I noticed the neighborhood stray tuxedo cat stalking the alpha squirrel who was nibbling nuggets in my front yard. I mumbled to myself that the cat will regret any attack she makes on that squirrel. The battle-worn rodent had championed many scuffles with felines in its past.
Sure enough, the cat dashed across the street straight towards the squirrel. Instantly, alpha squirrel scampered towards the cat. The head-on collision resulted in some type of offensive move by the squirrel. I heard the cat screech in fear then scramble away to the next door neighbor’s yard where it hunched down in submission. Meanwhile, alpha squirrel lept onto a nearby tree trunk and began scolding the cat. Even after the cat crept away, the scolding continued from higher in the tree for perhaps ten or fifteen minutes.
I’ve witnessed many life and death scenarios that involved squirrels. Although I’ve never seen a predator kill one; there have been several instances where they came up on the short end after falling from a tall branch or having stupid encounters with motor vehicles. Most squirrels appear cowardly and timid, but when pushed to their limits, they become aggressive.
Alpha squirrel rules his territory, that includes my yard, like a tyrant. People who walk their dogs down my street have trouble controlling their pets while alpha chatters at their intrusions into his territory. Crows and blue jays fly a wide berth whenever alpha is out and about.
Meantime, alpha squirrel is friendly or at least not hostile towards humans. Whenever the neighbors or I are outdoors, the little rodent simply goes about his business of grazing in the grass. He does display normal fear around unfamiliar humans, as should be the case.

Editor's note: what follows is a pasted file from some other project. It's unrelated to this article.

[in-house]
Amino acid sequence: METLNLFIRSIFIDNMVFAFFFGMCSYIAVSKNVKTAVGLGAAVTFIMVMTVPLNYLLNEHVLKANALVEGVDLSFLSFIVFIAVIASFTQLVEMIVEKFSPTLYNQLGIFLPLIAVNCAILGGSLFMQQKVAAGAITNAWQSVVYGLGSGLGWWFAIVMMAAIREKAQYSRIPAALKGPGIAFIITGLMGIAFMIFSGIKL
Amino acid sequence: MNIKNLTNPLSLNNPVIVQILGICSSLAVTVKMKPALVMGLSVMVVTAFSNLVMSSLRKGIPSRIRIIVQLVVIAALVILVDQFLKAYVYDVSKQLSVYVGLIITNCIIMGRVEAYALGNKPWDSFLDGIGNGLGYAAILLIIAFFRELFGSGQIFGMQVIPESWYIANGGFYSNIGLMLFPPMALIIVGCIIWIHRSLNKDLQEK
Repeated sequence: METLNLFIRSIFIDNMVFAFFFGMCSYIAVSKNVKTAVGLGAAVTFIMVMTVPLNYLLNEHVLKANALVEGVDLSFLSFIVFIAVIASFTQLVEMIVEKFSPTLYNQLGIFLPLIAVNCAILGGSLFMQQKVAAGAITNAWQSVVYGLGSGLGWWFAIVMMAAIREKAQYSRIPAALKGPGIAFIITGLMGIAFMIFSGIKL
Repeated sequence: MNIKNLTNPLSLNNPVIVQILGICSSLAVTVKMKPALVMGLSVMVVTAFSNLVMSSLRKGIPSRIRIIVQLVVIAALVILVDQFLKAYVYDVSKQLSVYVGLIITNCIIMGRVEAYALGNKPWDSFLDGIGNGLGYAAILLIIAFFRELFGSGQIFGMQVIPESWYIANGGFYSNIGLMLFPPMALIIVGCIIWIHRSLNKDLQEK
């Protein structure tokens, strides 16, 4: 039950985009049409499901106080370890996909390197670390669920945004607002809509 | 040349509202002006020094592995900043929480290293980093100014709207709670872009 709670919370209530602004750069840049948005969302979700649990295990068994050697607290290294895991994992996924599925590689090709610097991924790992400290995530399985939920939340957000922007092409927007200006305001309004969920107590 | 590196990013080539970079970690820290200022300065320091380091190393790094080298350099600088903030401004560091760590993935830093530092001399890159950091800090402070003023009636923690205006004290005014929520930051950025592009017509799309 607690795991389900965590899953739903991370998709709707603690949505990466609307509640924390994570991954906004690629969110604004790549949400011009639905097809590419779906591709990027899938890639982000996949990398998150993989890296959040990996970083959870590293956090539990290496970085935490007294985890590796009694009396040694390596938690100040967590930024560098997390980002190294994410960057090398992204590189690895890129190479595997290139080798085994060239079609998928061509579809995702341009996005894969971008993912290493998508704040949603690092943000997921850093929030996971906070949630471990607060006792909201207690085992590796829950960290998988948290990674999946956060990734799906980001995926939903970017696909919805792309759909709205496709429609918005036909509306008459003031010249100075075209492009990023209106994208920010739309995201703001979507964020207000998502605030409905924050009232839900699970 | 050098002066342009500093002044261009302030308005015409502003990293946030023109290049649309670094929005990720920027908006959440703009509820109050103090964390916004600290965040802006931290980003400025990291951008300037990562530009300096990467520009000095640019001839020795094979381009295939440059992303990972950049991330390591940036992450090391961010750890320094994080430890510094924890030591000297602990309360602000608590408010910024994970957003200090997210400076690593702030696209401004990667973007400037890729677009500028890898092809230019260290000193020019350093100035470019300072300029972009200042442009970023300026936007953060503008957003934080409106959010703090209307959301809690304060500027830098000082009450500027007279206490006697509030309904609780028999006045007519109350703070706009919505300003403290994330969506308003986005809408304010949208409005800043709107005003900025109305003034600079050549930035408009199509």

Regarding his social behavior amongst other squirrels, alpha dominates without very much overt aggression. If some upstart squirrel attempts to challenge the status quo, alpha squirrel’s tail whips furiously while he stands his ground. Each brief challenge ends in retreat by the challenger. Alpha usually gets first dibs at the corn my neighbor Chuck places onto the squirrel feeder in his yard. If alpha shows up late for dinner, he shoves the others aside. This leaves the other squirrels to scavange the chewed up leftovers on the ground.
The squirrel world is a harsh one. I’ve witnessed many other dominant squirrels come and go throughout the years. I’m sure alpha’s dominance and life will be short-lived, too. Harsh weather, a passing car, or a wily predator may signal the dominant squirrel’s demise. He will be forgotten and his remains returned to Mother Earth. New generations of squirrels will scamper about through the neighborhood without a care in the world. This will be a minor tragedy.
The Blue Jay of Happiness quotes Turkish-Polish poet, playwright, novelist, screenwriter, director, and memoirist, Nazim Hikmet. “Living is no laughing matter: you must live with great seriousness like a squirrel for example. I mean without looking for something beyond and above living, I mean living must be your whole occupation.”
Love this story! The life of human alpha males are not much different from that of your alpha squirrel. A major difference is that the human’s reign of dominance and terror can last for much longer.
The domination game is both taught and innate. Observe boys and girls in school and see it in action.
So true, unfortunately…